Tuesday, February 22, 2011

Paul Krugman: Gov. Walker's Power Play For The Wealthy

Paul Krugman comments that Gov. Scott Walker of Wisconsin aims to eliminate any political challenge to corporate wealth. Stripping public employee unions of the right to collective bargaining would render them powerless–and clear the electoral field of an entity that supports campaigns on behalf of middle and working class interests. What Walker is doing has nothing to do with balancing his state's budget; indeed, he drove up the deficit and the unions are ready to compromise. It's all about moving toward an America that serves only the needs of the rich. From "Wisconsin Power Play":

...In principle, every American citizen has an equal say in our political process. In practice, of course, some of us are more equal than others. Billionaires can field armies of lobbyists; they can finance think tanks that put the desired spin on policy issues; they can funnel cash to politicians with sympathetic views (as the Koch brothers did in the case of Mr. Walker). On paper, we’re a one-person-one-vote nation; in reality, we’re more than a bit of an oligarchy, in which a handful of wealthy people dominate.

Given this reality, it’s important to have institutions that can act as counterweights to the power of big money. And unions are among the most important of these institutions.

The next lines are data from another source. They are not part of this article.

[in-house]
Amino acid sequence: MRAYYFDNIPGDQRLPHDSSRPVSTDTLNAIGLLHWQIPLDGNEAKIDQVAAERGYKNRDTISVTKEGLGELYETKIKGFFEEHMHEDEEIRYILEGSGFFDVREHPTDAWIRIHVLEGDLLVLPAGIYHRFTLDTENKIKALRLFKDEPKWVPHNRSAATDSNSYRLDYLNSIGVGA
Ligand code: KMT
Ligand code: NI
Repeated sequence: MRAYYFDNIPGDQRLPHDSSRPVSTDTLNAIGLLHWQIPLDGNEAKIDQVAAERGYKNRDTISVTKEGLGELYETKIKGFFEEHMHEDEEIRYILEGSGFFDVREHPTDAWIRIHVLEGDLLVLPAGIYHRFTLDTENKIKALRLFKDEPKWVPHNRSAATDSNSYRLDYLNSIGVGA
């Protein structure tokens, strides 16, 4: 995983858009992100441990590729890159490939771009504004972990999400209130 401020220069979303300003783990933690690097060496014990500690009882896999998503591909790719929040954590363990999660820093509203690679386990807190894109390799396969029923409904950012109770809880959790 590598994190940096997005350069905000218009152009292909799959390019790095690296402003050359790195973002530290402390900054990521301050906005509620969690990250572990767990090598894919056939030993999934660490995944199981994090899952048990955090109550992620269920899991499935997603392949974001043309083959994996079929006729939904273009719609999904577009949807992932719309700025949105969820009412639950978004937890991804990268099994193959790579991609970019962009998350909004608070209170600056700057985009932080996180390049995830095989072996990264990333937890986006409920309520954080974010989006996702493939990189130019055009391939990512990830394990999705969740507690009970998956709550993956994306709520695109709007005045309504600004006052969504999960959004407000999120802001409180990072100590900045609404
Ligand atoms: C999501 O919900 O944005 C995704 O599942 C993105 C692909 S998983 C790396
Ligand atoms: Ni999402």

You don’t have to love unions, you don’t have to believe that their policy positions are always right, to recognize that they’re among the few influential players in our political system representing the interests of middle- and working-class Americans, as opposed to the wealthy. Indeed, if America has become more oligarchic and less democratic over the last 30 years — which it has — that’s to an important extent due to the decline of private-sector unions.

And now Mr. Walker and his backers are trying to get rid of public-sector unions, too.

There’s a bitter irony here. The fiscal crisis in Wisconsin, as in other states, was largely caused by the increasing power of America’s oligarchy. After all, it was superwealthy players, not the general public, who pushed for financial deregulation and thereby set the stage for the economic crisis of 2008-9, a crisis whose aftermath is the main reason for the current budget crunch. And now the political right is trying to exploit that very crisis, using it to remove one of the few remaining checks on oligarchic influence.

So will the attack on unions succeed? I don’t know. But anyone who cares about retaining government of the people by the people should hope that it doesn’t.

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